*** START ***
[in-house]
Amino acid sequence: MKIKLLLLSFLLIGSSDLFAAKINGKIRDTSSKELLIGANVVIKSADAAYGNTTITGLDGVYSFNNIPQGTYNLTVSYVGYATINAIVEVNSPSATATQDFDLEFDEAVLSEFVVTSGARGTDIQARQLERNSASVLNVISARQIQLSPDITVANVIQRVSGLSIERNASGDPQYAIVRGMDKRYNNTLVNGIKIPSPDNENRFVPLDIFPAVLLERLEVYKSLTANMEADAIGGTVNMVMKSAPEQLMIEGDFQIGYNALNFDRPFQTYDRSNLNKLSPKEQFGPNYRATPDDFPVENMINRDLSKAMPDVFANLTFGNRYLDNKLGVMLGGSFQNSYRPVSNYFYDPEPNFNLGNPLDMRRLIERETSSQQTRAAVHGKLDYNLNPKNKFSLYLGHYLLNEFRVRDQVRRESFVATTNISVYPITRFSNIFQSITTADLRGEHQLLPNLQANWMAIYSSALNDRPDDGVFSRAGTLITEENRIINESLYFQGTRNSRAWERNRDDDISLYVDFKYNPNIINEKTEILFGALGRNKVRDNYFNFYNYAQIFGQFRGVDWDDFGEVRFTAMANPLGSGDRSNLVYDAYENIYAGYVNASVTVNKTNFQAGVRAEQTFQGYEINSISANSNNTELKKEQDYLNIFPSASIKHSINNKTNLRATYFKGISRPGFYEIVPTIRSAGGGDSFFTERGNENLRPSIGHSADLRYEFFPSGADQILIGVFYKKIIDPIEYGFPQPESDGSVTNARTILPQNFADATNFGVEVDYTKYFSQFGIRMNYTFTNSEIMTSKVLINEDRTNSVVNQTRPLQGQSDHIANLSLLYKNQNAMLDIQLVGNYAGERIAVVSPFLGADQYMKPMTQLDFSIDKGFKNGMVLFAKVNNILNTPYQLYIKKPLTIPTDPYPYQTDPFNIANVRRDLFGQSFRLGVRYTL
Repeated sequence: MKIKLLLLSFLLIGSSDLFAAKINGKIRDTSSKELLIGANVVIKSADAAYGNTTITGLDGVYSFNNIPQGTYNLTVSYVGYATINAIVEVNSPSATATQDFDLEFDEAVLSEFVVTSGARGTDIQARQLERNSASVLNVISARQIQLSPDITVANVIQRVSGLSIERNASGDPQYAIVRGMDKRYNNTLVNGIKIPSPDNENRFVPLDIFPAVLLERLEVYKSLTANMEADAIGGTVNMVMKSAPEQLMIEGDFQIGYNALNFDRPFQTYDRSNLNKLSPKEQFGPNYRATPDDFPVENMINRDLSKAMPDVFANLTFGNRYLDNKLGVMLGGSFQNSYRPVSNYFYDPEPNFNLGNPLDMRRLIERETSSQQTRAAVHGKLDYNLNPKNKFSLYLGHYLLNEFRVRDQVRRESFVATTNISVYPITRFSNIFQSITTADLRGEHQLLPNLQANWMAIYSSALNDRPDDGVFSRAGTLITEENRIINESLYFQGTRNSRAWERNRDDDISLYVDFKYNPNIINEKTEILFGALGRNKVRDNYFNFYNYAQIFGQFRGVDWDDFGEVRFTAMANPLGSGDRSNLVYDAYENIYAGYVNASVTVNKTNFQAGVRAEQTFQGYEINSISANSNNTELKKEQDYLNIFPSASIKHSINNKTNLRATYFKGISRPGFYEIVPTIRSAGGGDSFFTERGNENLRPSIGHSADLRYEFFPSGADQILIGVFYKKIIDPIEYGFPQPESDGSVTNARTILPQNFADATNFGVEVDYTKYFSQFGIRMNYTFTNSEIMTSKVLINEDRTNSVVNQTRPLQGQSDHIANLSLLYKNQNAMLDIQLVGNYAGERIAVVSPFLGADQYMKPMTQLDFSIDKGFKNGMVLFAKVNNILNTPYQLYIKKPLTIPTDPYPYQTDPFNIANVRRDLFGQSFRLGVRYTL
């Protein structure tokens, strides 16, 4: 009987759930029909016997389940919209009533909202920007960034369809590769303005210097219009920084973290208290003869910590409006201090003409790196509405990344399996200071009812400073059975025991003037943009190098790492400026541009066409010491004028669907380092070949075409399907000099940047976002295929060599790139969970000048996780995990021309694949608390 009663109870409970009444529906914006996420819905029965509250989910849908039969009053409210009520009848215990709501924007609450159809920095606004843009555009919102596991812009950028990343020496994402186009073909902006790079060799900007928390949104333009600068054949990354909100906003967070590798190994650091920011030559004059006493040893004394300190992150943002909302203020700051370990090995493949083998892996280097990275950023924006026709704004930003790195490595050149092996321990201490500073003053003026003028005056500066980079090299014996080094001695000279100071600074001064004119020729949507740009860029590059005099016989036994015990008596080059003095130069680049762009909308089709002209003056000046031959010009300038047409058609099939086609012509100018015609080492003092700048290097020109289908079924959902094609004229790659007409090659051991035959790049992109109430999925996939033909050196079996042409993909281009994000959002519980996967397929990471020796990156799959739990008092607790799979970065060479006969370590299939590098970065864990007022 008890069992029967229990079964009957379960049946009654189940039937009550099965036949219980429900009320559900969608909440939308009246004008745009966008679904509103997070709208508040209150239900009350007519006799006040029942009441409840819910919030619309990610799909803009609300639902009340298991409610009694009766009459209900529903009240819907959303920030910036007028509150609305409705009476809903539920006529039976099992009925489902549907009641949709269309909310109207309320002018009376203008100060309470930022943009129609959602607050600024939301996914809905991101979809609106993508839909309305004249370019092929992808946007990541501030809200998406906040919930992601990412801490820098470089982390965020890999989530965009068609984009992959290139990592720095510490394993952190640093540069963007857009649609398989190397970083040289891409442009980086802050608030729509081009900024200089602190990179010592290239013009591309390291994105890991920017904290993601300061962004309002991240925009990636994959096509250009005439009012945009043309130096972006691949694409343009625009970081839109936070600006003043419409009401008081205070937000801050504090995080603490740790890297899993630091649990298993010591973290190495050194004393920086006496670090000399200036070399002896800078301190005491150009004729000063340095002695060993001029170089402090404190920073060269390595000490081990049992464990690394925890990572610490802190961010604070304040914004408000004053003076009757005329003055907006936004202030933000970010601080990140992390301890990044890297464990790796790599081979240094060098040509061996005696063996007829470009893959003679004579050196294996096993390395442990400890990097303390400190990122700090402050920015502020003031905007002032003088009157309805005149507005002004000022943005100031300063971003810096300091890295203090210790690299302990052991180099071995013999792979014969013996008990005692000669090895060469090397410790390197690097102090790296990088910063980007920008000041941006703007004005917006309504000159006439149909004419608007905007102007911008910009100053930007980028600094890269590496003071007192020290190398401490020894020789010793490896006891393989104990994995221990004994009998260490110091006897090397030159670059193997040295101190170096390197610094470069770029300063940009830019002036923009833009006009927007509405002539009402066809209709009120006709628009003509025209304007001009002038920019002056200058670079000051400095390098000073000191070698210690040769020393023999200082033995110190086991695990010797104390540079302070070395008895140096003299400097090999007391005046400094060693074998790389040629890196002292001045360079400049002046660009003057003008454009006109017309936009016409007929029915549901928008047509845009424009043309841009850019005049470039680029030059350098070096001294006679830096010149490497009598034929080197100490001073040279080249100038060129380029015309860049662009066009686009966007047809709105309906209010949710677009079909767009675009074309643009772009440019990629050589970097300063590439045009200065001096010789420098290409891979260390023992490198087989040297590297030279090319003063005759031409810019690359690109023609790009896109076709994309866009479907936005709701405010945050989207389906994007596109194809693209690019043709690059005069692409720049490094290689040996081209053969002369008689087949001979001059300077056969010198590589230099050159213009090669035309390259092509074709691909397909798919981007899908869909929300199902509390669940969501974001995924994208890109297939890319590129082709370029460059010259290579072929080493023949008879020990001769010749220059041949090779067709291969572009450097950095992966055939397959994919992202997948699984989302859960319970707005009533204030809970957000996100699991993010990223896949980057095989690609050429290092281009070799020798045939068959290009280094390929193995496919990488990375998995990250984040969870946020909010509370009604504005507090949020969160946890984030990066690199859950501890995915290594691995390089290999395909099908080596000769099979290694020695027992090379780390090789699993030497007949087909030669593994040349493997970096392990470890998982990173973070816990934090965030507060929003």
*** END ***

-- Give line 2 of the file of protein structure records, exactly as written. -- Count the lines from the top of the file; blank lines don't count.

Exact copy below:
Amino acid sequence: MKIKLLLLSFLLIGSSDLFAAKINGKIRDTSSKELLIGANVVIKSADAAYGNTTITGLDGVYSFNNIPQGTYNLTVSYVGYATINAIVEVNSPSATATQDFDLEFDEAVLSEFVVTSGARGTDIQARQLERNSASVLNVISARQIQLSPDITVANVIQRVSGLSIERNASGDPQYAIVRGMDKRYNNTLVNGIKIPSPDNENRFVPLDIFPAVLLERLEVYKSLTANMEADAIGGTVNMVMKSAPEQLMIEGDFQIGYNALNFDRPFQTYDRSNLNKLSPKEQFGPNYRATPDDFPVENMINRDLSKAMPDVFANLTFGNRYLDNKLGVMLGGSFQNSYRPVSNYFYDPEPNFNLGNPLDMRRLIERETSSQQTRAAVHGKLDYNLNPKNKFSLYLGHYLLNEFRVRDQVRRESFVATTNISVYPITRFSNIFQSITTADLRGEHQLLPNLQANWMAIYSSALNDRPDDGVFSRAGTLITEENRIINESLYFQGTRNSRAWERNRDDDISLYVDFKYNPNIINEKTEILFGALGRNKVRDNYFNFYNYAQIFGQFRGVDWDDFGEVRFTAMANPLGSGDRSNLVYDAYENIYAGYVNASVTVNKTNFQAGVRAEQTFQGYEINSISANSNNTELKKEQDYLNIFPSASIKHSINNKTNLRATYFKGISRPGFYEIVPTIRSAGGGDSFFTERGNENLRPSIGHSADLRYEFFPSGADQILIGVFYKKIIDPIEYGFPQPESDGSVTNARTILPQNFADATNFGVEVDYTKYFSQFGIRMNYTFTNSEIMTSKVLINEDRTNSVVNQTRPLQGQSDHIANLSLLYKNQNAMLDIQLVGNYAGERIAVVSPFLGADQYMKPMTQLDFSIDKGFKNGMVLFAKVNNILNTPYQLYIKKPLTIPTDPYPYQTDPFNIANVRRDLFGQSFRLGVRYTL